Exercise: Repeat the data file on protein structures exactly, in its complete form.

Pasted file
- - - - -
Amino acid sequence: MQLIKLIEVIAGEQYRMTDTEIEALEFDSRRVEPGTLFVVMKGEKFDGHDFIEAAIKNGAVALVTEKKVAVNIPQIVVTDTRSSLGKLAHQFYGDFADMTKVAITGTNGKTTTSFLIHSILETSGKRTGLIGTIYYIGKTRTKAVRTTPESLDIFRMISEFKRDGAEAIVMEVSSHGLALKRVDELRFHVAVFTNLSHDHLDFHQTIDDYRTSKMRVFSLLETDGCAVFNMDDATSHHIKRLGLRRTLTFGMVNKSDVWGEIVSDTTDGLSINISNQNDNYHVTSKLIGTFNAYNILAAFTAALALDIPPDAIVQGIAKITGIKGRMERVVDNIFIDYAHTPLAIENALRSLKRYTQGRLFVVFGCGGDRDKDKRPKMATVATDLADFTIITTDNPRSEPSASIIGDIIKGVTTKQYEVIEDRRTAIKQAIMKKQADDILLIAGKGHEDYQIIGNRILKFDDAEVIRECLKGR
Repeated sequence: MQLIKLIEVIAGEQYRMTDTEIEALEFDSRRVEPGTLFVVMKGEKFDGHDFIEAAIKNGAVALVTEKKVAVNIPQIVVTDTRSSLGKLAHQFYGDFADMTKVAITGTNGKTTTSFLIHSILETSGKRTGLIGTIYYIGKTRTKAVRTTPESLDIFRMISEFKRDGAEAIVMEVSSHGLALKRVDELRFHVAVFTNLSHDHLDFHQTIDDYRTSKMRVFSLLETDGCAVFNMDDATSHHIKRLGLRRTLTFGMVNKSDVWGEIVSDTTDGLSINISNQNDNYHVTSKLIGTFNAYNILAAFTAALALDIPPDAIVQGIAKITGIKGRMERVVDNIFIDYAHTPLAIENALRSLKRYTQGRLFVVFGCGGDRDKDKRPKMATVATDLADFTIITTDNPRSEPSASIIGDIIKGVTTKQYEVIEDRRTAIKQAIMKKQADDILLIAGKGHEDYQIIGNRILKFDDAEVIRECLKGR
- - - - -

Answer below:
Amino acid sequence: MQLIKLIEVIAGEQYRMTDTEIEALEFDSRRVEPGTLFVVMKGEKFDGHDFIEAAIKNGAVALVTEKKVAVNIPQIVVTDTRSSLGKLAHQFYGDFADMTKVAITGTNGKTTTSFLIHSILETSGKRTGLIGTIYYIGKTRTKAVRTTPESLDIFRMISEFKRDGAEAIVMEVSSHGLALKRVDELRFHVAVFTNLSHDHLDFHQTIDDYRTSKMRVFSLLETDGCAVFNMDDATSHHIKRLGLRRTLTFGMVNKSDVWGEIVSDTTDGLSINISNQNDNYHVTSKLIGTFNAYNILAAFTAALALDIPPDAIVQGIAKITGIKGRMERVVDNIFIDYAHTPLAIENALRSLKRYTQGRLFVVFGCGGDRDKDKRPKMATVATDLADFTIITTDNPRSEPSASIIGDIIKGVTTKQYEVIEDRRTAIKQAIMKKQADDILLIAGKGHEDYQIIGNRILKFDDAEVIRECLKGR
Repeated sequence: MQLIKLIEVIAGEQYRMTDTEIEALEFDSRRVEPGTLFVVMKGEKFDGHDFIEAAIKNGAVALVTEKKVAVNIPQIVVTDTRSSLGKLAHQFYGDFADMTKVAITGTNGKTTTSFLIHSILETSGKRTGLIGTIYYIGKTRTKAVRTTPESLDIFRMISEFKRDGAEAIVMEVSSHGLALKRVDELRFHVAVFTNLSHDHLDFHQTIDDYRTSKMRVFSLLETDGCAVFNMDDATSHHIKRLGLRRTLTFGMVNKSDVWGEIVSDTTDGLSINISNQNDNYHVTSKLIGTFNAYNILAAFTAALALDIPPDAIVQGIAKITGIKGRMERVVDNIFIDYAHTPLAIENALRSLKRYTQGRLFVVFGCGGDRDKDKRPKMATVATDLADFTIITTDNPRSEPSASIIGDIIKGVTTKQYEVIEDRRTAIKQAIMKKQADDILLIAGKGHEDYQIIGNRILKFDDAEVIRECLKGR